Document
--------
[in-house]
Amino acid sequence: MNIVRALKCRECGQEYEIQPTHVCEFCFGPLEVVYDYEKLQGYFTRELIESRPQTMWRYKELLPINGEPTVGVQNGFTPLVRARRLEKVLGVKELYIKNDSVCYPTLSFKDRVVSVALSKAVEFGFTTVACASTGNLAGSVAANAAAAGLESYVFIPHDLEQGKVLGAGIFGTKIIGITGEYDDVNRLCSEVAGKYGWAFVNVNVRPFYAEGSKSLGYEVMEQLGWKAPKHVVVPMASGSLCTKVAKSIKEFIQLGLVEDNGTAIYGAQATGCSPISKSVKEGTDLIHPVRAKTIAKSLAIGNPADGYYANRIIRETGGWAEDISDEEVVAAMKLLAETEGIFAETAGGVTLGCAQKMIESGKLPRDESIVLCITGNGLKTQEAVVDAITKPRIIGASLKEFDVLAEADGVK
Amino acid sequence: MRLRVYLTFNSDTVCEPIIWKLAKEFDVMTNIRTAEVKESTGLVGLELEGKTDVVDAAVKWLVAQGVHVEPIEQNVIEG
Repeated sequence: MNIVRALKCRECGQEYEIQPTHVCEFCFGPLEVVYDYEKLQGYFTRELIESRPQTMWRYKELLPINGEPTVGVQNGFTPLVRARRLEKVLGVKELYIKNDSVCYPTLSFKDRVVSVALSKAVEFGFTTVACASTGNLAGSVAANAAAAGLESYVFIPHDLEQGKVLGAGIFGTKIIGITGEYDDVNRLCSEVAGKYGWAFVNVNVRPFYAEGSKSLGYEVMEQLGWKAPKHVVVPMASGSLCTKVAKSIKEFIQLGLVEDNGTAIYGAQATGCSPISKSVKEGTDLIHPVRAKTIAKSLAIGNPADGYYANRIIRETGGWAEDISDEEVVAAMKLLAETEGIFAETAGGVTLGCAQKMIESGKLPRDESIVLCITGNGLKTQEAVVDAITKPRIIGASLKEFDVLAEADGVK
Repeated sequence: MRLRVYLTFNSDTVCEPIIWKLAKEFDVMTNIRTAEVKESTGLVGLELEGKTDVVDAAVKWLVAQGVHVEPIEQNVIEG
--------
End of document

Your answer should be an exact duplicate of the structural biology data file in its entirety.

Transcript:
[in-house]
Amino acid sequence: MNIVRALKCRECGQEYEIQPTHVCEFCFGPLEVVYDYEKLQGYFTRELIESRPQTMWRYKELLPINGEPTVGVQNGFTPLVRARRLEKVLGVKELYIKNDSVCYPTLSFKDRVVSVALSKAVEFGFTTVACASTGNLAGSVAANAAAAGLESYVFIPHDLEQGKVLGAGIFGTKIIGITGEYDDVNRLCSEVAGKYGWAFVNVNVRPFYAEGSKSLGYEVMEQLGWKAPKHVVVPMASGSLCTKVAKSIKEFIQLGLVEDNGTAIYGAQATGCSPISKSVKEGTDLIHPVRAKTIAKSLAIGNPADGYYANRIIRETGGWAEDISDEEVVAAMKLLAETEGIFAETAGGVTLGCAQKMIESGKLPRDESIVLCITGNGLKTQEAVVDAITKPRIIGASLKEFDVLAEADGVK
Amino acid sequence: MRLRVYLTFNSDTVCEPIIWKLAKEFDVMTNIRTAEVKESTGLVGLELEGKTDVVDAAVKWLVAQGVHVEPIEQNVIEG
Repeated sequence: MNIVRALKCRECGQEYEIQPTHVCEFCFGPLEVVYDYEKLQGYFTRELIESRPQTMWRYKELLPINGEPTVGVQNGFTPLVRARRLEKVLGVKELYIKNDSVCYPTLSFKDRVVSVALSKAVEFGFTTVACASTGNLAGSVAANAAAAGLESYVFIPHDLEQGKVLGAGIFGTKIIGITGEYDDVNRLCSEVAGKYGWAFVNVNVRPFYAEGSKSLGYEVMEQLGWKAPKHVVVPMASGSLCTKVAKSIKEFIQLGLVEDNGTAIYGAQATGCSPISKSVKEGTDLIHPVRAKTIAKSLAIGNPADGYYANRIIRETGGWAEDISDEEVVAAMKLLAETEGIFAETAGGVTLGCAQKMIESGKLPRDESIVLCITGNGLKTQEAVVDAITKPRIIGASLKEFDVLAEADGVK
Repeated sequence: MRLRVYLTFNSDTVCEPIIWKLAKEFDVMTNIRTAEVKESTGLVGLELEGKTDVVDAAVKWLVAQGVHVEPIEQNVIEG